This course is designed to facilitate student transition to the role of professional community/public health nurse. Students have opportunities to apply community/public health competencies in the design and delivery of evidence-based interventions to promote community health. Students use the core public health functions to promote health and reduce risk across the life span. The clinical experience allows for direct application of concepts in various community settings.

This course focuses on the knowledge and skills essential to effective nursing leadership and introduces the managing role of the leader within varied nurse practice settings. Managerial concepts and leadership skills needed to promote high quality outcomes-based nursing care delivery are examined. Emphasis is placed on the professional nurse's role in quality improvement and the use of information technologies to improve patient and system outcomes.

This course focuses on the synthesis of health patterns of client systems in acute care environments. The nursing process is utilized within the realms of illness, rehabilitation, and health restoration for culturally diverse patients across the life span experiencing complex and multi-system health pattern variations. Emphasis is placed on providing patient centered care that is evidence based. Clinical experiences facilitate synthesis of knowledge and enhance the transition from student to role of professional nurse.

This is the capstone course for the prelicensure nursing program. This course emphasizes reflection, integration, and synthesis of concepts from all course work in the program. Students'€™ unique experiences form the context for learning the purpose of enhancing practice and enriching professional development. Capstone projects require students to demonstrate an ability to synthesize knowledge gained throughout the program.

Semester Schema

Bachelor of Science in Nursing Schema
Fall Semester 1 (16 Credits)
Spring Semester 1 (16 Credits)

BIOL 2001C (4 Credits)
Anatomy & Physiology

CHEM 1020 (3 Credits)
Introduction to Chemistry/Biochemistry

CHEM 1020L (1 Credit)
Introduction to Chemistry/Biochemistry Lab

ENGL 1001 (3 Credits)
English Composition

PSYC 1001 (3 Credits)
Introduction to Psychology

NURS 1001 (2 Credits)
Success in College & Nursing

BIOL 2002C (4 Credits)
Anatomy & Physiology II

BIOL 2031C (3 Credits)
Microbiology with Lab

TBD (3 Credits)
Diversity & Culture Elective

SOC 1001 (3 Credits)
Introduction to Sociology

NBSN 1001 (3 Credits)
Introduction to Professional Nursing

Fall Semester 2 (15 Credits)
Spring Semester 2 (14 Credits)

NBSN 2001C (6 Credits)
Fundamental Concepts & Practice for the Novice

NBSN 2005 (4 Credits)
Pathophysiology

EDST 2004 (3 Credits)
Lifespan Human Development

NBSN 2006 (2 Credits)
Introduction to Genetics for Professional Nursing Practice

ENGL 2089 (3 Credits)
Intermediate Composition

NBSN 2007 (3 Credits)
Pharmacology for Nurses

NBSN 2008 (3 Credits)
Nutrition

NBSN 2002C (5 Credits)
Advanced Fundamental Concept & Practice for the Novice

Fall Semester 3 (15 Credits)
Spring Semester 3 (15-17 Credits)

NBSN 3001C (6 Credits)
Nursing Care of Adults

STAT 1031 (3 Credits)
Statistics for Health Sciences

NBSN 3003 (3 Credits)
Scientific Basis for Professional Nursing Practice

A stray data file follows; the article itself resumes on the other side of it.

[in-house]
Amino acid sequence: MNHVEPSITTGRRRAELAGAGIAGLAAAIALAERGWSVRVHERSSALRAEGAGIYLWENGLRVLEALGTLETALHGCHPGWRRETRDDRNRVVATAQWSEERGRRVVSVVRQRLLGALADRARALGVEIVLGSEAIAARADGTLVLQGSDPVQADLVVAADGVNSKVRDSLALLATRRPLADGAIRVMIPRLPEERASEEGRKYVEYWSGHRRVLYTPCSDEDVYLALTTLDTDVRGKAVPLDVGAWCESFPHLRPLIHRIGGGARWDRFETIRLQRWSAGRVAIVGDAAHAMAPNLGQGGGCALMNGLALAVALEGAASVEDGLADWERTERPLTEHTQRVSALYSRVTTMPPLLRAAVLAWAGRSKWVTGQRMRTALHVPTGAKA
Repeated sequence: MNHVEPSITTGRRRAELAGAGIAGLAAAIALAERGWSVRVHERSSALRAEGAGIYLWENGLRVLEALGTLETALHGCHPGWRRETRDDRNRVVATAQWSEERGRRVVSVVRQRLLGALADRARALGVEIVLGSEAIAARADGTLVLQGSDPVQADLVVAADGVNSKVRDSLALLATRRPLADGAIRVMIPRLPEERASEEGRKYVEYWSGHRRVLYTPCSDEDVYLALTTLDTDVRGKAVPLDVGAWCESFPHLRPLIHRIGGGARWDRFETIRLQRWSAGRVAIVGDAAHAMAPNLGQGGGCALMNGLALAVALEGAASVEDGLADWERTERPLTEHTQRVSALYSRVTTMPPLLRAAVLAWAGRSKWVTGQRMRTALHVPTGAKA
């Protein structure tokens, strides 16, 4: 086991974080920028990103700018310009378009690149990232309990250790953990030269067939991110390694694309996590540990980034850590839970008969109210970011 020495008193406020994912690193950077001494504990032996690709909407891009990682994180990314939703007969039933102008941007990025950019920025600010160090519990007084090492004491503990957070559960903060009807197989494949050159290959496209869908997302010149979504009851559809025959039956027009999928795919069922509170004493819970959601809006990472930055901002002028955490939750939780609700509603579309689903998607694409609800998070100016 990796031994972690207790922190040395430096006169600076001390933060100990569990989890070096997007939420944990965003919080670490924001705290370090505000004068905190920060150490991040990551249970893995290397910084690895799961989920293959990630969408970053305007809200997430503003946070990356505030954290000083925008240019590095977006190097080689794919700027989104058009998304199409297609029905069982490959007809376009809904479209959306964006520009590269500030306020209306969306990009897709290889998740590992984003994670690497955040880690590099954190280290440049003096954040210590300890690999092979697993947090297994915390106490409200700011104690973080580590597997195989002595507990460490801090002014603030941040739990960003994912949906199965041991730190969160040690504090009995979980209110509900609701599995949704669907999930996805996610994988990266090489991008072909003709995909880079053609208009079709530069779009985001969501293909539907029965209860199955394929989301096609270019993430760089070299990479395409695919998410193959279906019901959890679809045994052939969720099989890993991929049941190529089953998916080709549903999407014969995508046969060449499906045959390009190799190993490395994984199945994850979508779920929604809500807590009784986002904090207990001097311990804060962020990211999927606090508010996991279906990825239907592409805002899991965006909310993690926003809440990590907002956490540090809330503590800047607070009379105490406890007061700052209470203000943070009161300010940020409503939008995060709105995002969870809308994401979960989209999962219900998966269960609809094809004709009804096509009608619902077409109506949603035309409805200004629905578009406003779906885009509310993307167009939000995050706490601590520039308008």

NBSN 3002 (3 Credits)
Concepts of Community

NBSN 3010C, 3020C or 3030C (8 or 6 Credits)
Continuum of Care of Children & Families, Continuum of Care of Childbearing Families, or Continuum of Mental Health Care

NBSN 3040C or TBD (3 Credits)
Community as Partner or Elective in Fine Arts or Humanities

NBSN 3004 (3 Credits)
Gerontological Nursing Practice

TBD (3 Credits)
History Elective

Fall Semester 4 (13-15 Credits) Spring Semester 4 (15 Credits)

NBSN 3010C, 3020C or 3030C (8 or 6 Credits)
Continuum of Care of Children & Families, Continuum of Care of Childbearing Families, or Continuum of Mental Health Care

NBSN 3040C or TBD (3 Credits)
Community as Partner or Elective in Fine Arts or Humanities

NBSN 4001 (4 Credits)
Leadership & Management

NBSN 4020 (3 Credits)
Capstone

NBSN 4002C (9 Credits)
Complex Health Care

TBD (3 Credits)
Elective in Fine Arts, Humanities or Nursing

Students must take a 3-credit history elective, along with a 3-credit hour fine arts or humanities elective to graduate.

Students must also take one 3-credit nursing elective to graduate.

  1. Apply relevant theories from nursing and related natural and behavioral sciences as a foundation for planning holistic care to enhance modify or support population focused health care in various environmental contexts.
  2. Demonstrate clinical judgment while providing holistic care as a member of the interprofessional team in various environmental contexts. 
  3. Employ effective communication and collaboration for professional nursing practice utilizing information management and patient care technology. 
  4. Demonstrate leadership to effectively implement evidence-based interventions that promote patient safety and quality improvement initiatives within the context of the interprofessional team. 
  5. Apply nursing process to address the health of diverse populations in the provision of evidence-based, comprehensive nursing care. 
  6. Educate diverse populations in health promotion, disease prevention, maintenance, and health restoration. 
  7. Use scholarly inquiry to guide professional practice. 
  8. Demonstrate leadership in health policy, advocacy, and management of holistic care. 
  9. Apply professional standards of practice incorporating legal, ethical, and resource management.